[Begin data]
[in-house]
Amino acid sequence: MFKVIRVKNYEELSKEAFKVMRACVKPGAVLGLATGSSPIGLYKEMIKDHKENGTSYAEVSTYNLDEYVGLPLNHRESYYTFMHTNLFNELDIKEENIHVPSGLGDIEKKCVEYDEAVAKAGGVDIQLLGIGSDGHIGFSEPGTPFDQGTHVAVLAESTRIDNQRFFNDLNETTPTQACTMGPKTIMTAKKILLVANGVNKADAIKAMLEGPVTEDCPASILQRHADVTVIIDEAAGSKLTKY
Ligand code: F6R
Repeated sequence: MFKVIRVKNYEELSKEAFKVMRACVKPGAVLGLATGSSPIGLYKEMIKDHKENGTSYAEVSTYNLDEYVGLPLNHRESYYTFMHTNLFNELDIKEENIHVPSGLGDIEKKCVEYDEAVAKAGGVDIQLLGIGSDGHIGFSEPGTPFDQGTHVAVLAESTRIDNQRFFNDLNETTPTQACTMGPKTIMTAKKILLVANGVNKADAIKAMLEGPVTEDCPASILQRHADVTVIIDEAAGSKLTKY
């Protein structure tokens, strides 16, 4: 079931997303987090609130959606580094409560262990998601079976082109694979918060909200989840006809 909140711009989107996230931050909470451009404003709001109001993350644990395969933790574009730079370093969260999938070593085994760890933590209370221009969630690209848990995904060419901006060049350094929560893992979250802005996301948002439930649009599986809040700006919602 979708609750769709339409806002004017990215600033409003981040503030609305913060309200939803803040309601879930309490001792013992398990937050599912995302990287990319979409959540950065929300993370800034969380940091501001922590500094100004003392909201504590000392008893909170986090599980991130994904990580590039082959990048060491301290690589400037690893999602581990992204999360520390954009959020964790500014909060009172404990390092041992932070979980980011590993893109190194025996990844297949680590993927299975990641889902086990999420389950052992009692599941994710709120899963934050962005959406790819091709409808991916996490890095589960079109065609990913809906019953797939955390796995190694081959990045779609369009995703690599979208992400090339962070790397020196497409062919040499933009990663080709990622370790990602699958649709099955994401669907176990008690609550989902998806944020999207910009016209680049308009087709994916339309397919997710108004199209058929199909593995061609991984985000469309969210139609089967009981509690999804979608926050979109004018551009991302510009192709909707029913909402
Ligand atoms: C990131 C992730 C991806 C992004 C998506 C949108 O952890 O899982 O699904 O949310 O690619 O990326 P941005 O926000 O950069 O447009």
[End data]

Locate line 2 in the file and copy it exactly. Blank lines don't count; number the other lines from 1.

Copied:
Amino acid sequence: MFKVIRVKNYEELSKEAFKVMRACVKPGAVLGLATGSSPIGLYKEMIKDHKENGTSYAEVSTYNLDEYVGLPLNHRESYYTFMHTNLFNELDIKEENIHVPSGLGDIEKKCVEYDEAVAKAGGVDIQLLGIGSDGHIGFSEPGTPFDQGTHVAVLAESTRIDNQRFFNDLNETTPTQACTMGPKTIMTAKKILLVANGVNKADAIKAMLEGPVTEDCPASILQRHADVTVIIDEAAGSKLTKY